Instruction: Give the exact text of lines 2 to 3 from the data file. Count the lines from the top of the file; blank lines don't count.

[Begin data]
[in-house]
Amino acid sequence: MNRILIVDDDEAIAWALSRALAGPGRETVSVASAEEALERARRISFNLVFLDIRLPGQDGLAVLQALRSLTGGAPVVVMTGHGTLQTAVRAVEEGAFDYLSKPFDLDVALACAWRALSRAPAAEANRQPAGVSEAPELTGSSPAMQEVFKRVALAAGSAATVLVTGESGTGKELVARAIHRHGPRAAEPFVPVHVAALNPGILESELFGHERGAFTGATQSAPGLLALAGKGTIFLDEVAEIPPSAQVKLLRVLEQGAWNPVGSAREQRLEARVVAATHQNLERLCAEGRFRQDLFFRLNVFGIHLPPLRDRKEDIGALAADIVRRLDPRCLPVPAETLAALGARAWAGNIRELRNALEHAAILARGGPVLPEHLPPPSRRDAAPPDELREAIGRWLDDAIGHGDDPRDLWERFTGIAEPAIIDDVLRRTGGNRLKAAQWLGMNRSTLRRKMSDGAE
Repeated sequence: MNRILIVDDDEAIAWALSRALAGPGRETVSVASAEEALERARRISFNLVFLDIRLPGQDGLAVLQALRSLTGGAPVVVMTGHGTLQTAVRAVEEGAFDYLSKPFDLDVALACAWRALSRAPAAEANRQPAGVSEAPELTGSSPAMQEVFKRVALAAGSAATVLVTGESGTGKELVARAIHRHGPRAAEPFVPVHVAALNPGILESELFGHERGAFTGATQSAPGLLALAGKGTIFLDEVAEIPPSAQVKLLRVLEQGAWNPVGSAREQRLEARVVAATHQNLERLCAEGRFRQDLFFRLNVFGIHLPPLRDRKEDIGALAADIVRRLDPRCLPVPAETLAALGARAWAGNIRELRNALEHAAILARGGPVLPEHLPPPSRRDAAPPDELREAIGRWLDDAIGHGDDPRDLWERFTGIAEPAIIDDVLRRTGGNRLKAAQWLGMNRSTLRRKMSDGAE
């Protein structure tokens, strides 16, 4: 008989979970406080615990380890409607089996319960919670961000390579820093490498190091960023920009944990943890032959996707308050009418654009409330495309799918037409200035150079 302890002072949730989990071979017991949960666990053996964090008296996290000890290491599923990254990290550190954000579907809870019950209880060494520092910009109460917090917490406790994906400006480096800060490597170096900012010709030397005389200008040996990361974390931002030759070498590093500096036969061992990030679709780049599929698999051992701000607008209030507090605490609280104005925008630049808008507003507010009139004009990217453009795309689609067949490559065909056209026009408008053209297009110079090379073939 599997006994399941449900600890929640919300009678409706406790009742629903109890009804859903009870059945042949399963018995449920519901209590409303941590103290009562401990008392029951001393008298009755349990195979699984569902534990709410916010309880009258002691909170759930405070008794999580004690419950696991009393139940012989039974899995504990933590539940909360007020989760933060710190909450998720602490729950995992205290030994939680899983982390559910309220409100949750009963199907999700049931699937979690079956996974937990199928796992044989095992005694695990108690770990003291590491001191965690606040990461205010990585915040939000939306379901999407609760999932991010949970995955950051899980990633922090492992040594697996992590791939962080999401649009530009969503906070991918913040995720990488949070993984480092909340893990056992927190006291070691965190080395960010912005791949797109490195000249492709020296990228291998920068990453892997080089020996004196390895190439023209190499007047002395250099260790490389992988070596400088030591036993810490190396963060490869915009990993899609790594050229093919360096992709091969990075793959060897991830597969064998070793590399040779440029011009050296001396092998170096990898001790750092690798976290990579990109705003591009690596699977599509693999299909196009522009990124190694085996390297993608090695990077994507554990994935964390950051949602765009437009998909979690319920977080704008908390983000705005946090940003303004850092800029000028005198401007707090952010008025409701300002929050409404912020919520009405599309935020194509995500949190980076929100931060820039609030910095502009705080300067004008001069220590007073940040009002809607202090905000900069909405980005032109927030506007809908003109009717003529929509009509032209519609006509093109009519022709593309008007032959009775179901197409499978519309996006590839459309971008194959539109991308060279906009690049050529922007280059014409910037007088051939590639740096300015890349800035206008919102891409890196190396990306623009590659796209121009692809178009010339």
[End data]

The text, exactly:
Amino acid sequence: MNRILIVDDDEAIAWALSRALAGPGRETVSVASAEEALERARRISFNLVFLDIRLPGQDGLAVLQALRSLTGGAPVVVMTGHGTLQTAVRAVEEGAFDYLSKPFDLDVALACAWRALSRAPAAEANRQPAGVSEAPELTGSSPAMQEVFKRVALAAGSAATVLVTGESGTGKELVARAIHRHGPRAAEPFVPVHVAALNPGILESELFGHERGAFTGATQSAPGLLALAGKGTIFLDEVAEIPPSAQVKLLRVLEQGAWNPVGSAREQRLEARVVAATHQNLERLCAEGRFRQDLFFRLNVFGIHLPPLRDRKEDIGALAADIVRRLDPRCLPVPAETLAALGARAWAGNIRELRNALEHAAILARGGPVLPEHLPPPSRRDAAPPDELREAIGRWLDDAIGHGDDPRDLWERFTGIAEPAIIDDVLRRTGGNRLKAAQWLGMNRSTLRRKMSDGAE
Repeated sequence: MNRILIVDDDEAIAWALSRALAGPGRETVSVASAEEALERARRISFNLVFLDIRLPGQDGLAVLQALRSLTGGAPVVVMTGHGTLQTAVRAVEEGAFDYLSKPFDLDVALACAWRALSRAPAAEANRQPAGVSEAPELTGSSPAMQEVFKRVALAAGSAATVLVTGESGTGKELVARAIHRHGPRAAEPFVPVHVAALNPGILESELFGHERGAFTGATQSAPGLLALAGKGTIFLDEVAEIPPSAQVKLLRVLEQGAWNPVGSAREQRLEARVVAATHQNLERLCAEGRFRQDLFFRLNVFGIHLPPLRDRKEDIGALAADIVRRLDPRCLPVPAETLAALGARAWAGNIRELRNALEHAAILARGGPVLPEHLPPPSRRDAAPPDELREAIGRWLDDAIGHGDDPRDLWERFTGIAEPAIIDDVLRRTGGNRLKAAQWLGMNRSTLRRKMSDGAE